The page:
Activities in Progress
These activities are in the process of being developed by workshop participants. Participants can view each other's work but will be asked to log in to their SERC account to do so.
In addition to the activities listed below, two participants are developing more extended resources on Multi-Anvil Techniques (Pamela Burnley) and Synchrotron Techniques (Kanani Lee). Participants have access to see and comment on these pages even though they are in a different part of the site.
Results 1 - 20 of 21 matches
Determining Mantle Temperature and Composition from Discontinuities part of Cutting Edge:Deep Earth:Activities
Anna Courtier, James Madison University
This pair of activities uses observations of mantle discontinuity structure to examine mantle heterogeneity and differences in the depth extent of melt sources for ridges and "hotspots." The first ...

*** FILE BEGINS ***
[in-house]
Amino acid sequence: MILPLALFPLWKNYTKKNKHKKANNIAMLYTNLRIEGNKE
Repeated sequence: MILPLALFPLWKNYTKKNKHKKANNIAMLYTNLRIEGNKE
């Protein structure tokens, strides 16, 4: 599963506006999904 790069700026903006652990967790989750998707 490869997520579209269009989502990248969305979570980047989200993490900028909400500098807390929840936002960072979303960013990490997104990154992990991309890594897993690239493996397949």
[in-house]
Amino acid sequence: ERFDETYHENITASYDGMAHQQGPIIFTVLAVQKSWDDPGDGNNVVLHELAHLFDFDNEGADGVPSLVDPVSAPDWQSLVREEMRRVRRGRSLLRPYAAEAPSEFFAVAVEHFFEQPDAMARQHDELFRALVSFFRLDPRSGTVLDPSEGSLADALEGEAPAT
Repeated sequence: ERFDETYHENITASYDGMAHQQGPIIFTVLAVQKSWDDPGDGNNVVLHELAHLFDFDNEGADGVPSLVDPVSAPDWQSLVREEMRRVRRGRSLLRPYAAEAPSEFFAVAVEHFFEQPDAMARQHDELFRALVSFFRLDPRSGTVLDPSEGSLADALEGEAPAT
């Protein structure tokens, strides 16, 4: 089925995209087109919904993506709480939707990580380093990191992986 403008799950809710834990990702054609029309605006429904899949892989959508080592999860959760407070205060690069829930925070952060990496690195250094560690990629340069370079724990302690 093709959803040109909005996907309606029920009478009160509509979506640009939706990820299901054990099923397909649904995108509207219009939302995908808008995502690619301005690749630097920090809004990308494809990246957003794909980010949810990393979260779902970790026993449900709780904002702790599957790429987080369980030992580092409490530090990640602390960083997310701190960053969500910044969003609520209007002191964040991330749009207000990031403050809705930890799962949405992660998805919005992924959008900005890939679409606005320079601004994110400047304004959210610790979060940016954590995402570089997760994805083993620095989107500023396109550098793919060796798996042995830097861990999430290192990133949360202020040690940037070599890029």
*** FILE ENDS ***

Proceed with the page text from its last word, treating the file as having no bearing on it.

Scientific debate: Mantle plumes part of Cutting Edge:Deep Earth:Activities
Brennan Jordan, University of South Dakota
A structured format for a debate of the mantle plume hypothesis and alternative hypotheses with supporting materials.
Finding the Moho under Milwaukee part of Cutting Edge:Deep Earth:Activities
Vince Cronin, Baylor University
A seismogram was recorded at the University of Wisconsin-Milwaukee by Keith Sverdrup during the explosive demolition of a section of the nearby Hoan Bridge on December 28, 2000. The explosive demolition and ...
How do Faults Slip: Earthquakes versus Episodic Tremor and Slip part of Cutting Edge:Deep Earth:Activities
Mike Brudzinski, Miami University-Oxford